When someone mentions famed French artist Henri Matisse, one might recall La Danse, his fluid circle of five dancers painted in 1910, or the large paper cutouts imbued with floral designs he created in the late 1940s. But there’s a fascinating part of Matisse’s body of work that’s received far less attention through the years: portraits inspired by Inuit masks, which are part of a new exhibition at the Heard Museum.
“There’s a little-known connection between indigenous peoples of the Arctic and the famous 19th-century artist," says David Roche, director and CEO for the museum since early 2016. “I learned about the connection in 1998 through a Matisse family member.” At the time, Roche was working at the famed Sotheby’s auction house in New York City.
“When I started at the Heard, I thought about what are the great stories that need to be told,” Roche recalls. “This is one of them.” Hence, the museum’s latest exhibition titled “Yua: Henri Matisse and the Inner Arctic Spirit,” which runs through February 3, 2019. “Yua” comes from the Yup’ik people, Native Alaskans for whom the word connotes “the spiritual connectedness of all living things.”
The exhibition includes original Matisse artworks and Yup’ik masks, in addition to cultural objects, photographs, film, and ephemera. Some of the Matisse works have never been shown publicly in the United States before, and several of the masks are being shown in pairs as intended for the first time in over a century.
The artworks and objects were gathered on loan from various museums and private collections, both here and abroad, and the Heard Museum is the sole venue where this exhibition will be shown. It’s co-curated by Sean Mooney and Yup’ik artist and elder Chuna McIntyre.
Visitors may find the story sounds a bit esoteric until they explore the back story, which includes Matisse's fight against cancer and his daughter's fight against Nazi Germany as part of the French Resistance. Matisse fled to Nice, on the Riviera, in 1940, the year Hitler invaded France. It was there that the artist, at that point in his 70s, underwent cancer surgery, which he barely survived.
“After 1941, Matisse looked at everything as extra time,” Mooney says. “He did a completely new body of work, including his cutouts.”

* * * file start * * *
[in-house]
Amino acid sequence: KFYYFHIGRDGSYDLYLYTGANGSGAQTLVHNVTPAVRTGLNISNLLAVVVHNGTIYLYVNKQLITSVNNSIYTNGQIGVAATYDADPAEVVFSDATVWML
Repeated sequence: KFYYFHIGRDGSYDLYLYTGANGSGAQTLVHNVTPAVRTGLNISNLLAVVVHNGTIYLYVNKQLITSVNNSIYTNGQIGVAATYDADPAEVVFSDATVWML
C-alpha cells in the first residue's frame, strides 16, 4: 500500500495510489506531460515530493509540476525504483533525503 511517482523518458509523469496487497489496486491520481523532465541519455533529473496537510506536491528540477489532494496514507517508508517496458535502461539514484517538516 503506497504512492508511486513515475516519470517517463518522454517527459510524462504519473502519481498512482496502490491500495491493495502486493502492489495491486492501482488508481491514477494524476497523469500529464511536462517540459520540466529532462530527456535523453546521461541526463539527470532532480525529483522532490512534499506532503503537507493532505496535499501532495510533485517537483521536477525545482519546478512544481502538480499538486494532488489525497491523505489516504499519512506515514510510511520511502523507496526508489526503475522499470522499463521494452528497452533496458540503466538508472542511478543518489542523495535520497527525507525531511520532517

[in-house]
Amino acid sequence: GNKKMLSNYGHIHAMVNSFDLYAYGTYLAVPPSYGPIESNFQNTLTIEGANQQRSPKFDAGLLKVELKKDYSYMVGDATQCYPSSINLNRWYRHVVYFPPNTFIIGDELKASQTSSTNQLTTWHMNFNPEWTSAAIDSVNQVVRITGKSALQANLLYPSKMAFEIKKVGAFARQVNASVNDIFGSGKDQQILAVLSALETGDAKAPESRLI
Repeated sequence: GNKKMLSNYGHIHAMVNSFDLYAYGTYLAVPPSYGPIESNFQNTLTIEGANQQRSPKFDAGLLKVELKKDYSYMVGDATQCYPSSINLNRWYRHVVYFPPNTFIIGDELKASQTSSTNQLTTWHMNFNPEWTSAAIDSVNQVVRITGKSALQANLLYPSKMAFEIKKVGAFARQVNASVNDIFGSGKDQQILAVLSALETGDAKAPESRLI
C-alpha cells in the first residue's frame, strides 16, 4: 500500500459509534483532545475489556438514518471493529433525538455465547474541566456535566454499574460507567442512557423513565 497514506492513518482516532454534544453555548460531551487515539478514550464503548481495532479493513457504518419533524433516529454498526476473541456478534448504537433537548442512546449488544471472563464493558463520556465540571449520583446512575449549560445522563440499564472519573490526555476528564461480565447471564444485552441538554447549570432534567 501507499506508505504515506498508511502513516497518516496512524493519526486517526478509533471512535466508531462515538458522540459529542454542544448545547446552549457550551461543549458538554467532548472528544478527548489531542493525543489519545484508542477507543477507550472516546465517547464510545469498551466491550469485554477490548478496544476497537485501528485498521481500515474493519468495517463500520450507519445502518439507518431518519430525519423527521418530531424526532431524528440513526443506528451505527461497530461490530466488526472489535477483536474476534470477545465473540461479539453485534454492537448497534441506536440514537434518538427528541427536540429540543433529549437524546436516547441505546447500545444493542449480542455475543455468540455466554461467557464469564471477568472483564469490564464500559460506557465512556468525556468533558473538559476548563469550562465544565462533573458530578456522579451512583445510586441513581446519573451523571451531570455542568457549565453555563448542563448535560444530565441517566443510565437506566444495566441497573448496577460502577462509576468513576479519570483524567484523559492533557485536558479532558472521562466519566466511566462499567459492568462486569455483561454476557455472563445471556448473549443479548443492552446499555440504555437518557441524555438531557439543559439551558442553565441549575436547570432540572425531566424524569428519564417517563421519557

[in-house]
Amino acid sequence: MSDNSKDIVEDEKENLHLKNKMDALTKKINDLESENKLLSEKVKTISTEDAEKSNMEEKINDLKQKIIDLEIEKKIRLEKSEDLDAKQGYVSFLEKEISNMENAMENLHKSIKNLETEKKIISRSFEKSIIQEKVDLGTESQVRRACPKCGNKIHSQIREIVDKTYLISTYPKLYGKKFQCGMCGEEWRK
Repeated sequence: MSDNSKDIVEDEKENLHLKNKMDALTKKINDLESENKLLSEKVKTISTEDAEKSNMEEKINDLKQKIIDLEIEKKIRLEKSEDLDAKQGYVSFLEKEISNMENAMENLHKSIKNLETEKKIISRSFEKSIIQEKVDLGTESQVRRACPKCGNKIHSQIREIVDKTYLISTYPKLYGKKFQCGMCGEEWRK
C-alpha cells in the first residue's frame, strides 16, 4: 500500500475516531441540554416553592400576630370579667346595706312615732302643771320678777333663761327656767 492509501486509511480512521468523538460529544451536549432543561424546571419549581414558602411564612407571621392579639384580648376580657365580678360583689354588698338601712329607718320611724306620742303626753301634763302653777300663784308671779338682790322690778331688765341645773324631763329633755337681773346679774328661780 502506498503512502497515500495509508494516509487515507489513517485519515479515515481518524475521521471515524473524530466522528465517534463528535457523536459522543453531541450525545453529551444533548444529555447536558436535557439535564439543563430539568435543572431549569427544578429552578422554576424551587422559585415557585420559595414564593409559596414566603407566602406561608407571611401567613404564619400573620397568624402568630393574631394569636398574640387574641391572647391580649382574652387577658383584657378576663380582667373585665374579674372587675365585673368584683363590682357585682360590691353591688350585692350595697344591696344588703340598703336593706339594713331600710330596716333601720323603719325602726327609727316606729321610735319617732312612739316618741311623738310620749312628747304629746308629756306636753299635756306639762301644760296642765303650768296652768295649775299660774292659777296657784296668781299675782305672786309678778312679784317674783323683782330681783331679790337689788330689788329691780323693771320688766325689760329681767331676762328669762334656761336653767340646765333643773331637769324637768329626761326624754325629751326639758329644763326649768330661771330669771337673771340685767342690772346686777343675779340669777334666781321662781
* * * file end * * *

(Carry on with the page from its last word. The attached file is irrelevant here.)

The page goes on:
Matisse also worked on designs for the Vence Chapel, and a series of drawings inspired by his son-in-law’s collection of Inuit masks. “After 1945, Matisse begins to refer to his portraits as masks,” Mooney says.
The exhibition includes dozens of Matisse drawings on paper, created using pencil, ink, charcoal, and other media. It also features dozens of masks made with wood, pigment, feathers, grass, baleen, hide, sinew, and other natural elements. “My hidden agenda was to present the Yup’ik masks,” Mooney adds.
“The masks were made for seasonal dances, which comprise a kind of visual storytelling with comedic and theatrical components,” Mooney explains. “But the dances also have a spiritual component and the shaman is considered the artist.” Often masks were created in pairs, although most sets got separated over time. “We’re showing at least a dozen related groupings, which haven’t been seen in public for more than 100 years,” Mooney says. “The presentation of the Yup’ik masks is very powerful.” Roche agrees, citing the masks’ sculptural qualities. “Yup’ik masks are very beautiful, psychologically complex, and otherworldly,” he says.
Turns out, Matisse had a longtime fascination with masks. “Matisse had been fascinated with the concept of the mask from early in his career,” Roche says. Roche notes that most paintings done before the early 20th-century were either portraits or landscapes. But Matisse, who’s considered the father of modernism, gave portraits a new twist.
“Matisse inserted a mask in lieu of a face for one of his artworks around 1918,” Roche says. “It was revolutionary at the time, and it represented a fascinating disruption in traditional ideas of what a painting should be.” Exhibition materials provide insights into masks as metaphor and social construct.
Artworks and other objects are exhibited in several different sections of the exhibit, where viewers can read text panels that provide context and illuminate important connections between Matisse and indigenous cultures. It’s those connections that form the real heart of this exhibition, according to Roche.
“The heart of the show is setting masterworks from two different cultures side by side, which demonstrates that there’s a creative force that unites us all,” Roche says. “At a time when things feel so divided in the world, the exhibit is especially timely and important.”
"Yua: Henri Matisse and the Inner Arctic Spirit." On view through February 3, 2019, at Heard Museum, 230 North Central Avenue; 602-252-8840; heard.org. Free with museum admission, which is $18 for adults.
Keep Phoenix New Times Free... Since we started Phoenix New Times, it has been defined as the free, independent voice of Phoenix, and we would like to keep it that way. Offering our readers free access to incisive coverage of local news, food and culture. Producing stories on everything from political scandals to the hottest new bands, with gutsy reporting, stylish writing, and staffers who've won everything from the Society of Professional Journalists' Sigma Delta Chi feature-writing award to the Casey Medal for Meritorious Journalism. But with local journalism's existence under siege and advertising revenue setbacks having a larger impact, it is important now more than ever for us to rally support behind funding our local journalism. You can help by participating in our "I Support" membership program, allowing us to keep covering Phoenix with no paywalls.